August 19, 2016
Innovating Financial Services with Banking APIs
By Konstantin Rabin, Kontomatik
Traditionally, financial services and banking have been among the most conservative industries. Then fintech happened. Companies composed of just a few talented and motivated developers started taking slices of the financial pie and “disruption” became a media buzzword applied to what used to be cautious industries. But, while quite a few banks have joined in the innovation, a key issue remains unchanged—banks do not provide APIs.
One often hears that “data has become the new oil” and, while such companies as LinkedIn, Facebook and many others share data using APIs, banks continue to hold the information about their clients under lock and key. This is changing, however, and without the involvement of banks. Some developers working in financial technologies have realized it would be much easier to craft fintech applications if a connection between an app and a bank existed and created the tool to make it happen. But what, exactly, is a banking API and what it is capable of?
What is a banking API?
A banking API is a tool that lets applications access financial data of users with their consent. The process works like using Facebook or LinkedIn to log in to a third-party app, but in the realm of financial services. Instead of filling out a bulky registration form on a Website, users just click a button and the browser grabs data from the current Facebook or LinkedIn session. With banking APIs the process is, of course, different, due to the security measures. But not so much.
An application that wants to access banking data will ask users to authenticate to their bank using their login credentials. This is still the case even if they are already logged in to Internet banking in another tab. Once authenticated, an application gets access to that user’s registration, account and transactional data.
For example, you may be using a certain tool to manage your finances. Considering that most of your expenses are settled via a card or a bank account transfer, it would be advantageous for this app to be synched with your bank account. Otherwise you would need to enter each transaction manually or dig into the process of importing various .csv or .xml statements.
Why is financial data useful?
Seamless integration of an individual’s banking data with the outside world is certainly a great benefit, yet it is just a tip of an iceberg. Let’s take a look at three main benefits of the banking API for businesses.
Most companies that offer financial services are required to perform Know-Your-Customer procedures. Typically, this is a time-consuming, labor-intensive process. When done offline, it might require customers to visit a bank branch, wait in line and, potentially, not have all the required documents. To perform KYC online, users have to supply scanned copies of documents, which sometimes may include even a utility bill.
Whether, as a customer, you have to authenticate yourself online or offline, it is still an unpleasant process that delays the use of an actual product or a service. But, if you really think of it, why do you need to get identified every time you register at a new company? Wouldn’t it be better if these companies could somehow communicate and perform KYC based on the data obtained from the source of your registration? This is where banking APIs come in handy.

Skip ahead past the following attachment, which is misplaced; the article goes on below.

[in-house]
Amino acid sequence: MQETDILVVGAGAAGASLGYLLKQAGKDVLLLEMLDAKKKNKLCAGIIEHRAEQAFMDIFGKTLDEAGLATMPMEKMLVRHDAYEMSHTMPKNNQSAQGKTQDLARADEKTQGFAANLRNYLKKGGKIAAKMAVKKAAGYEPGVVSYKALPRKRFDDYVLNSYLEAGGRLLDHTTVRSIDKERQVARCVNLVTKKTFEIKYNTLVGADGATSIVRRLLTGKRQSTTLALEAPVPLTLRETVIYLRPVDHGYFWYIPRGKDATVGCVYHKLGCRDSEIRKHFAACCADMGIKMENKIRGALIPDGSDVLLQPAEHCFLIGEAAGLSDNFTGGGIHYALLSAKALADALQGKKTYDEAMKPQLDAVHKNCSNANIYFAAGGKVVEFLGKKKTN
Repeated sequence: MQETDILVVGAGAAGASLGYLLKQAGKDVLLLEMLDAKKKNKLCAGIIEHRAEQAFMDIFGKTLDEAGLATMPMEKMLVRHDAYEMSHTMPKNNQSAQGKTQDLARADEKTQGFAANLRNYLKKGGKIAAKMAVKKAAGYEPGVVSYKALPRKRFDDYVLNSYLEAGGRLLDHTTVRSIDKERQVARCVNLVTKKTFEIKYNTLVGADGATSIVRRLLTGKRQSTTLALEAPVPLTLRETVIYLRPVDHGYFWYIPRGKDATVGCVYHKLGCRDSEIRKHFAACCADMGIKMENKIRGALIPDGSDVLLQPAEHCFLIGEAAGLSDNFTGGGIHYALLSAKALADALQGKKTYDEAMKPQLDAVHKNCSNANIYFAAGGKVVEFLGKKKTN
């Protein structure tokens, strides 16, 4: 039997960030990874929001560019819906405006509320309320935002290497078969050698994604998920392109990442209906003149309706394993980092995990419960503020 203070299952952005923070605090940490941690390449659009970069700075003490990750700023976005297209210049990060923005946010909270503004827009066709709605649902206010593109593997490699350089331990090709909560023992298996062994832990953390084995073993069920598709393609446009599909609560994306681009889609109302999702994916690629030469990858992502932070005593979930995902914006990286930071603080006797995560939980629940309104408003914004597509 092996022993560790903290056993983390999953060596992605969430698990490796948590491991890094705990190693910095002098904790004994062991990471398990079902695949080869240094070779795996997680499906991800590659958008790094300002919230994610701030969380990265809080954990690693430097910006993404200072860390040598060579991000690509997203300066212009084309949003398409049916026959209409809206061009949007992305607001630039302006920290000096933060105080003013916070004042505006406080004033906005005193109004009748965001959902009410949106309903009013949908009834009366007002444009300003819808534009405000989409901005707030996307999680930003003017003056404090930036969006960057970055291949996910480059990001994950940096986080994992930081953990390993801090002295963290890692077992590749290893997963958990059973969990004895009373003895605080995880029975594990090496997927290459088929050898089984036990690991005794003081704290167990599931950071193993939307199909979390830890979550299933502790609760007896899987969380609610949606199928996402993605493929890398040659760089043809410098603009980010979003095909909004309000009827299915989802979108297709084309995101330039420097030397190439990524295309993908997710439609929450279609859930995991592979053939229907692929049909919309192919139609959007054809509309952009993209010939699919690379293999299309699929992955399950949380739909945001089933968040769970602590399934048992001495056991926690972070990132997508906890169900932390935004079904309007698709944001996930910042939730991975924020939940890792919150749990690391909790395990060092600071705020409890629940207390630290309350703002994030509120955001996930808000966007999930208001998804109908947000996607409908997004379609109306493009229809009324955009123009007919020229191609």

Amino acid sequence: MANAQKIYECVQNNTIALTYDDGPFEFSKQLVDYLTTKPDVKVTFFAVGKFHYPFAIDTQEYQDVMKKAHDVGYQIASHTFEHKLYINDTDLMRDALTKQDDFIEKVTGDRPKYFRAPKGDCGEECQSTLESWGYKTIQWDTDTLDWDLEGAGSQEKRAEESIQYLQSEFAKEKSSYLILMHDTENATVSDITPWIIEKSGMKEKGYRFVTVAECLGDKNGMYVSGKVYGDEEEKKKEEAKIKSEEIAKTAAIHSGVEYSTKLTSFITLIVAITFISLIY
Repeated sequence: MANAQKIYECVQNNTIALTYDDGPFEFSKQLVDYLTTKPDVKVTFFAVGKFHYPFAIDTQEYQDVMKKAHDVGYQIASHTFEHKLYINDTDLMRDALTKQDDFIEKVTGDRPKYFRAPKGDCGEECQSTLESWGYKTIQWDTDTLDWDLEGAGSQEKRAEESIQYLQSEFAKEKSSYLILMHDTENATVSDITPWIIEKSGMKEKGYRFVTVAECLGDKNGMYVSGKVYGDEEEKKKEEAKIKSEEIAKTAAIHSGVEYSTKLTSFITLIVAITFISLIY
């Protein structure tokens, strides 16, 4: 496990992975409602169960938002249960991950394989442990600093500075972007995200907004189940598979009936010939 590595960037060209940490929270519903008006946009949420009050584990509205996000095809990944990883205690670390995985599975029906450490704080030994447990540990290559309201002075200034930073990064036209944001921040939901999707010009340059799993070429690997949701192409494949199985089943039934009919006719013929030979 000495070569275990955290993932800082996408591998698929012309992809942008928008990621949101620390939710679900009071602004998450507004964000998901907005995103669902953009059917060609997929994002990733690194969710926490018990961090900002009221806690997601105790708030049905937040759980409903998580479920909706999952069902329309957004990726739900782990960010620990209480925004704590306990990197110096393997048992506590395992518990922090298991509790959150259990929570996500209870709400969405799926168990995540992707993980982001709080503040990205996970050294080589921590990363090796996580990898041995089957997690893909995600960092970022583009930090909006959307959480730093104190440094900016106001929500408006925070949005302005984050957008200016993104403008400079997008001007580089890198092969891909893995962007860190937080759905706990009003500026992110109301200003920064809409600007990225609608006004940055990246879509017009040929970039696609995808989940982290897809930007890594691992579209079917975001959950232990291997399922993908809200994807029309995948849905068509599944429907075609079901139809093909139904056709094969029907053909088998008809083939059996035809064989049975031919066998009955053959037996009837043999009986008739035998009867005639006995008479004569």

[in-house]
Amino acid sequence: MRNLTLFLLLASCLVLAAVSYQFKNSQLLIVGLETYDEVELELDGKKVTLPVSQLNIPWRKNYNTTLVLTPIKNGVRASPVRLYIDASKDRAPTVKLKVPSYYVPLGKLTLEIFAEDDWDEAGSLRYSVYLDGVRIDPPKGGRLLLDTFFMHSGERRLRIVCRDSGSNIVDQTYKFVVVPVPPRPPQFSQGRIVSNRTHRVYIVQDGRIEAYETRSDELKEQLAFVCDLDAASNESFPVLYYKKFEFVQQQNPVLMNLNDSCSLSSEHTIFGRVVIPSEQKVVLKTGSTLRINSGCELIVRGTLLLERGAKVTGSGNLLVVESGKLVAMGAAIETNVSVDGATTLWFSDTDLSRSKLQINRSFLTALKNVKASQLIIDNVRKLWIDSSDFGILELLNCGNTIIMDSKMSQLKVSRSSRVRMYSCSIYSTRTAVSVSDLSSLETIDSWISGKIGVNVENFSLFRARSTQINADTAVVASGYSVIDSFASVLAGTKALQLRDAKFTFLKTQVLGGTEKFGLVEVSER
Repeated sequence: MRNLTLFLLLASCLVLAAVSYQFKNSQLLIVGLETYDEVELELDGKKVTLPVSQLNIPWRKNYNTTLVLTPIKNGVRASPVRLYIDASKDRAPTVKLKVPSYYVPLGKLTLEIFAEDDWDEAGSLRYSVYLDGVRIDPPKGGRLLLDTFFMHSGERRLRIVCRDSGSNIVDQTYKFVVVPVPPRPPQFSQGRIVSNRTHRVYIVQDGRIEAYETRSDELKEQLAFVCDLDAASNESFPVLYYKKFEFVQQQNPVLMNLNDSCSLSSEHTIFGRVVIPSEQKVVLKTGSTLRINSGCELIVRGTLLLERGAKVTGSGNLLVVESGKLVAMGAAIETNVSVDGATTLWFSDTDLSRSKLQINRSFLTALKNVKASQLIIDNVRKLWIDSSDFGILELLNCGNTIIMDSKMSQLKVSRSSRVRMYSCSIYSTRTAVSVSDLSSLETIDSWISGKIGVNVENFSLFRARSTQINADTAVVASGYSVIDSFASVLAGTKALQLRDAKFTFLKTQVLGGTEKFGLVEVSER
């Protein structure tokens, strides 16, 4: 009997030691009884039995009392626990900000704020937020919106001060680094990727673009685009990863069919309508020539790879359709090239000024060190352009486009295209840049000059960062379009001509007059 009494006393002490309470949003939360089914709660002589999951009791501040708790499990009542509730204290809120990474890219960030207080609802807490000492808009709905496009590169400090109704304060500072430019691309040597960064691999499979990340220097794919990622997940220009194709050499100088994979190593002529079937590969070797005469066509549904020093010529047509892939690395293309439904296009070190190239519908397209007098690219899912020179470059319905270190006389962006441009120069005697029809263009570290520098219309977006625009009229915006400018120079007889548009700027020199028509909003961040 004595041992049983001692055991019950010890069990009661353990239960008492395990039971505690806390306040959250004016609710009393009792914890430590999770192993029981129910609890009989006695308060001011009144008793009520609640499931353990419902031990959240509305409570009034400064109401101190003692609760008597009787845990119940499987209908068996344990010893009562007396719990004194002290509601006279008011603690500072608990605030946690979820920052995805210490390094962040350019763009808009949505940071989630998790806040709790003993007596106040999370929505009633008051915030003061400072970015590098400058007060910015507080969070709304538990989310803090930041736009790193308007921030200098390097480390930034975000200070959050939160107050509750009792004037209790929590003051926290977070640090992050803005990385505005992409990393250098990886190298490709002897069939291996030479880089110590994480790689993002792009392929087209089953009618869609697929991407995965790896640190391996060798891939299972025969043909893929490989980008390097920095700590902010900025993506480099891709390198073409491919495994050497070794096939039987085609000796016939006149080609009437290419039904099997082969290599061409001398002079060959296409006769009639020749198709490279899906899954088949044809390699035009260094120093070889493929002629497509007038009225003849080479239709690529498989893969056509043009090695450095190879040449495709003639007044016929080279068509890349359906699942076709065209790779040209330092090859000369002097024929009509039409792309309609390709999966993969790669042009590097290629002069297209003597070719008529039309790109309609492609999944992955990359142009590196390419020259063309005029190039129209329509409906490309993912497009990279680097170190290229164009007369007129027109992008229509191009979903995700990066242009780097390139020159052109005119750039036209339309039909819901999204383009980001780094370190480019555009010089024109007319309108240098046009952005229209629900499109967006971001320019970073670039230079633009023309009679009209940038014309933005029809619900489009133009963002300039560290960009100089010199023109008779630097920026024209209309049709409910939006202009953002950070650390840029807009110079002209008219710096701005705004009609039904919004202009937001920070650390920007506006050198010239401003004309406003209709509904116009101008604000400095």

In the last two years, for example, German online microlender Kreditech doubled its conversion rate using such technology. Instead of requesting a client to upload the documents and proofs of residence, Kreditech was able to actually verify the identity of a client with just a few clicks.
Understand Your Customer
Identifying your customers does not really mean understanding them. Google asks you for hardly any information and, sometimes, only requests a phone verification. Nevertheless, this company tracks your searches, behavior, interests and so on. Based on the data obtained through the usage of its services, Google can display ads that are more likely to be compelling to the user.
The same can happen in the financial industry. If a company can access a customers’ transactional data and analyze their spending habits, it can serve truly tailor-made offers that are more likely to be useful for and, hence, adopted more often by customers.
Provide More Convenience
Do you remember when upgrading your phone took forever? Unless you had all your contacts backed up to a SIM card, you’d need to spend hours copying contacts, re-sending important messages and so on. Today we live much more advanced technological lives and enjoy full synchronization of our accounts across multiple devices. Yet this is not the case when it comes to finances.
Moving from one bank to another can be a time consuming process too. While Bank A can certainly offer more competitive products than Bank B, it is the latter that has all of your predefined payments, address book and other features that you have spent years setting up. With a banking API, a user can import all of his settings with a single authentication.
When Alior bank launched AliorSync, for example, it managed to attract new clients by ensuring that all of their current banking settings would not be lost.
Banking APIs will be the fuel of financial innovation over the next few years. This technology will power up new services that will transform the way we treat our financials as well as will assist in developing banking systems and enabling merchants to gain access to the customers and data they need more easily.
Konstantin Rabin is head of marketing for Kontomatik . Based in Warsaw, Poland, banking API provider Kontomatik connects to more than 90 banks in the U.K., Mexico, Brazil, Russia and the EU. Email Kontomatik at email@example.com or simply tweet to @Kontomatik.